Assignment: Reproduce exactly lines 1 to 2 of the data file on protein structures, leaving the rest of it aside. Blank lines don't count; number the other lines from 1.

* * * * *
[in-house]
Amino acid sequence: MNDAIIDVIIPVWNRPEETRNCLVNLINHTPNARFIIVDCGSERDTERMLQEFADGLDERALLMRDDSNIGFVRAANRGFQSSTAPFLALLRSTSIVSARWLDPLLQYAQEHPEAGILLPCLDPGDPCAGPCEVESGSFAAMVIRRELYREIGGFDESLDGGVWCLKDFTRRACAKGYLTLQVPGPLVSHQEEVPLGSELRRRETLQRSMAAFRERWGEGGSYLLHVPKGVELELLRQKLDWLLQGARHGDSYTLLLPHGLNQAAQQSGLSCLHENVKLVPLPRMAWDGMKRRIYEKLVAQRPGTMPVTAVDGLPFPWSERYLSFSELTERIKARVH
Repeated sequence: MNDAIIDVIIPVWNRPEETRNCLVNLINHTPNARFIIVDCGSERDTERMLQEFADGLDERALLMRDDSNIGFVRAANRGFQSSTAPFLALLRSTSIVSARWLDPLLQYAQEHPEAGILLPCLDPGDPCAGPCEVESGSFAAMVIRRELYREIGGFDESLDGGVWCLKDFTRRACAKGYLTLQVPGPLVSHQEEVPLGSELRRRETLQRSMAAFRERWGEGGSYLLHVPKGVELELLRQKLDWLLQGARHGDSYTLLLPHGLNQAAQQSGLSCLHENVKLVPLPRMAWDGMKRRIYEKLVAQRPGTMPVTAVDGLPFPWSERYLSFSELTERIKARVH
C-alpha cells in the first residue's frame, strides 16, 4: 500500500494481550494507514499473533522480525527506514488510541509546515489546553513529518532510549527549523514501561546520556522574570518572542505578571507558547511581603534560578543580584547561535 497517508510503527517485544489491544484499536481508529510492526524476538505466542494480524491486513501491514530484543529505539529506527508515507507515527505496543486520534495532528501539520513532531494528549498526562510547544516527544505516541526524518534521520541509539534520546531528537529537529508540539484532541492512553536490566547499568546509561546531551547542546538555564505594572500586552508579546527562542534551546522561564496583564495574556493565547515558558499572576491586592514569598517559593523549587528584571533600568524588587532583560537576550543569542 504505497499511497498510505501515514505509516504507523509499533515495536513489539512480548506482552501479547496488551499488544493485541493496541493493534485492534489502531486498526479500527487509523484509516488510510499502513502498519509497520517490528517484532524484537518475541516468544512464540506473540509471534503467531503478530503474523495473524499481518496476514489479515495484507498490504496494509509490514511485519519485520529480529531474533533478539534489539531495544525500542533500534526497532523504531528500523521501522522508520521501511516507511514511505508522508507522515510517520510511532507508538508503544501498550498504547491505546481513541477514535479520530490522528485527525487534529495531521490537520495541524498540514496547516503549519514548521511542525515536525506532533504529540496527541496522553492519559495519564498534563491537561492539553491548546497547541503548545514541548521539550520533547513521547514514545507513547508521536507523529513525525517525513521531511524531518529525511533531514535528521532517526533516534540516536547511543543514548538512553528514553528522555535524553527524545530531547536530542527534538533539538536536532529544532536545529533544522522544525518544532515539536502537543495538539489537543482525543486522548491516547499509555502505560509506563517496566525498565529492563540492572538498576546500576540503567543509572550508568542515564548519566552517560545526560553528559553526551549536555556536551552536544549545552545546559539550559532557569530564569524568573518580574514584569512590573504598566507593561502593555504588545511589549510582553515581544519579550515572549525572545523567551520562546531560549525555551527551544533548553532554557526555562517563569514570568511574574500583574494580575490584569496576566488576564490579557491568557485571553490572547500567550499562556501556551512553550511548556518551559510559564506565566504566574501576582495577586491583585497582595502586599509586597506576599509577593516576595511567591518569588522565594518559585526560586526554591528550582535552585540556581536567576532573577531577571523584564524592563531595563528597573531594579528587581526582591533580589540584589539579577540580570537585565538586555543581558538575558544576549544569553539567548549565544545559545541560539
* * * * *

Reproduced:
[in-house]
Amino acid sequence: MNDAIIDVIIPVWNRPEETRNCLVNLINHTPNARFIIVDCGSERDTERMLQEFADGLDERALLMRDDSNIGFVRAANRGFQSSTAPFLALLRSTSIVSARWLDPLLQYAQEHPEAGILLPCLDPGDPCAGPCEVESGSFAAMVIRRELYREIGGFDESLDGGVWCLKDFTRRACAKGYLTLQVPGPLVSHQEEVPLGSELRRRETLQRSMAAFRERWGEGGSYLLHVPKGVELELLRQKLDWLLQGARHGDSYTLLLPHGLNQAAQQSGLSCLHENVKLVPLPRMAWDGMKRRIYEKLVAQRPGTMPVTAVDGLPFPWSERYLSFSELTERIKARVH